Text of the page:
I have a problem in expressing ln (1 + x) as a convergent series. Can people show me the steps of doing this? thanks in advance!!!
You could expand ln(1+x) in its Taylor series around x=0.
For this, you need all the derivative of ln(1+x) evaluated at x=0.
Let f(x)=ln(1+x). (note first that f(0) = 0).
Then
f'(x) = 1/(1+x).
f''(x) = -1/(1+x)^2.
f'''(x) = 2/(1+x)^3.
f''''(x) = -6/(1+x)^4
and so on.
In general, we have that the n'th derivative of f is $\displaystyle (-1)^{n+1}\frac{(n-1)!}{(1+x)^n}$ (which you may prove by induction). Then
$\displaystyle f^{(n)}(0) = (-1)^{n+1}(n-1)!,$
and so the Taylor series is:
$\displaystyle \sum_{n=1}^\infty \frac{(-1)^{n+1}}{n}x^n,$
which converges for $\displaystyle |x|\leq 1$ (except for $\displaystyle x=-1$).
Thanks! Your response is extremely lucid and helpful! It does not only answer the question perfectly, but it also gives me some very good intuition to understand Taylor series expansion! I have become more confident in real analysis now!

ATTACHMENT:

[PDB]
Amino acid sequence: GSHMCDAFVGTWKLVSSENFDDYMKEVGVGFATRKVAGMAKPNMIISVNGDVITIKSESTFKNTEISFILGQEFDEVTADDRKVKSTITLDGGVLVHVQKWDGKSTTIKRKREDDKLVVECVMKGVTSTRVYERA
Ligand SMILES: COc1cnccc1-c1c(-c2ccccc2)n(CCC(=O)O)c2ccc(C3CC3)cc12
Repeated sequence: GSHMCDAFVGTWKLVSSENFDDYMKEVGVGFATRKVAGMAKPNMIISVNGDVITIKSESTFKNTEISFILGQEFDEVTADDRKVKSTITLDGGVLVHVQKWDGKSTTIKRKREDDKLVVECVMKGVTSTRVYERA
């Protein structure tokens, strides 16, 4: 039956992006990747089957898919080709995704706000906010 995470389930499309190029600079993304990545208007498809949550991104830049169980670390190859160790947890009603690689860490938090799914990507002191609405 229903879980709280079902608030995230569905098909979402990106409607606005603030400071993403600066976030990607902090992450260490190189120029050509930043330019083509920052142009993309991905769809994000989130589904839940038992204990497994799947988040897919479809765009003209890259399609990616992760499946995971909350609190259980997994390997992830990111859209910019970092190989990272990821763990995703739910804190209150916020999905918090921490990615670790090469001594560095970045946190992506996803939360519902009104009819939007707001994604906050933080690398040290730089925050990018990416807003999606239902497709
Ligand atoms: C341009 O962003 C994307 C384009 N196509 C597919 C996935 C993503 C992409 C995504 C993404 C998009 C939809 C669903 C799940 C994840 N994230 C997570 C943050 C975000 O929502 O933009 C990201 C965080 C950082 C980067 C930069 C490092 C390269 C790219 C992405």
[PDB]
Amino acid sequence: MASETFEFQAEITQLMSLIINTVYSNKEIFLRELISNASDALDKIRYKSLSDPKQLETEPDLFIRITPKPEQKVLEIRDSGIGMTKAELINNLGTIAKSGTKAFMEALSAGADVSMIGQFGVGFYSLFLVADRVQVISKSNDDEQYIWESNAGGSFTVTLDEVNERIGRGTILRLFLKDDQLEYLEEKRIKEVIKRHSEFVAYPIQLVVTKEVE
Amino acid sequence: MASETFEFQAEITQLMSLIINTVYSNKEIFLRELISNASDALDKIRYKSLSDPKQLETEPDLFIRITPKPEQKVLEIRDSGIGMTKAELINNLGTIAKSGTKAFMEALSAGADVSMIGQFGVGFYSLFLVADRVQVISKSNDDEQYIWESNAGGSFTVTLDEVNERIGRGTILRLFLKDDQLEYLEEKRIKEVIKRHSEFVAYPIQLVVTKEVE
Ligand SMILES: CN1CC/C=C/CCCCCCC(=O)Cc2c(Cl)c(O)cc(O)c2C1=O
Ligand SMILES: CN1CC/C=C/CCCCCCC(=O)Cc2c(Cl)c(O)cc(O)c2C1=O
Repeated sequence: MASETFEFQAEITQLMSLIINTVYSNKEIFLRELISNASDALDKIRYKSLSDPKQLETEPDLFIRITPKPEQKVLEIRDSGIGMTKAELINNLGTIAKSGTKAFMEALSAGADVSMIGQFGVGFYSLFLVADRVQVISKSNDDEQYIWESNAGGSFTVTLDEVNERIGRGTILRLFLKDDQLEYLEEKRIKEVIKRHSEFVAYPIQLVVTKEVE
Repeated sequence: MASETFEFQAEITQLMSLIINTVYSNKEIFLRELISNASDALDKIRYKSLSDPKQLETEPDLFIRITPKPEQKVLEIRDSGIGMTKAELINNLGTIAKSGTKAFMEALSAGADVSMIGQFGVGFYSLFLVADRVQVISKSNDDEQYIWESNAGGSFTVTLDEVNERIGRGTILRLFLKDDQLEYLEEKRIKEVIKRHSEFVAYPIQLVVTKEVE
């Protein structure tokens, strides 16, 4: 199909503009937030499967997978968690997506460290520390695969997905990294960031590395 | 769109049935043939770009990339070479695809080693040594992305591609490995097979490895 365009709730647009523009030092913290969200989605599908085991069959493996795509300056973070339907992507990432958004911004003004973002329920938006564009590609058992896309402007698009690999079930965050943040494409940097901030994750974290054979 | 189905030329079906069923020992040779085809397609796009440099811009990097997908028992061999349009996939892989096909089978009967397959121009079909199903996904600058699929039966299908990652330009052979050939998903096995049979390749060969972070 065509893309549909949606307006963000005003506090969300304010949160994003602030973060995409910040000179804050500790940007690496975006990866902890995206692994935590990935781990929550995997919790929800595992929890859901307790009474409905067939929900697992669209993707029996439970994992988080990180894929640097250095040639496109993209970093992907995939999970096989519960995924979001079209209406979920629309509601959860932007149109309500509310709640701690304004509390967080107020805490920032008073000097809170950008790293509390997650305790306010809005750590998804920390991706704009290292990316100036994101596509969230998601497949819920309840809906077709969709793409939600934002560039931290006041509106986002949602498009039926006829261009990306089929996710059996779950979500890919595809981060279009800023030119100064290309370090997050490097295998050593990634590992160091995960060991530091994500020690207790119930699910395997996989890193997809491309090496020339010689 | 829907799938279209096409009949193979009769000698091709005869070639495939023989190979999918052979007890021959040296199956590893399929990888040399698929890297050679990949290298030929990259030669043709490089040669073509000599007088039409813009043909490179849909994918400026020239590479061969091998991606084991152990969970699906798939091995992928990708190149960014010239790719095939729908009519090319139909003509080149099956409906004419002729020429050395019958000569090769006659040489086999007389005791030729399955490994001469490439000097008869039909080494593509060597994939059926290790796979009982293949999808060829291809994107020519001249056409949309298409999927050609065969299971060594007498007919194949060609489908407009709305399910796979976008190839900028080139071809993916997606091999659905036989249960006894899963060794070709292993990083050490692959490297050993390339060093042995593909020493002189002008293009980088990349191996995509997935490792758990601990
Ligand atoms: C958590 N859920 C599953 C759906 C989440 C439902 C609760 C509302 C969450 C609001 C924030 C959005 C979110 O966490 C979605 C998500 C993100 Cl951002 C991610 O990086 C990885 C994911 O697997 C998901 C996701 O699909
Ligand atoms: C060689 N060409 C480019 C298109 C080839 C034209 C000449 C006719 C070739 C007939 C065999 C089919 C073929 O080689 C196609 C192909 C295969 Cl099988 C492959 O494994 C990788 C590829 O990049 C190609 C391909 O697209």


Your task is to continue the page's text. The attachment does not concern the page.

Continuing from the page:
Thank you very much
$\displaystyle \displaystyle \frac{1}{1+x} = \frac{1}{1-(-x)} = 1 - x + x^2 - x^3 + ...
$
integrate ...
$\displaystyle \displaystyle \ln(1+x) = C + x - \frac{x^2}{2} + \frac{x^3}{3} - \frac{x^4}{4} + ...$
$\displaystyle x = 0 \implies C = 0$
$\displaystyle \displaystyle \ln(1+x) = x - \frac{x^2}{2} + \frac{x^3}{3} - \frac{x^4}{4} + ... = \sum_{n=1}^{\infty} \frac{(-1)^{n+1} x^n}{n}$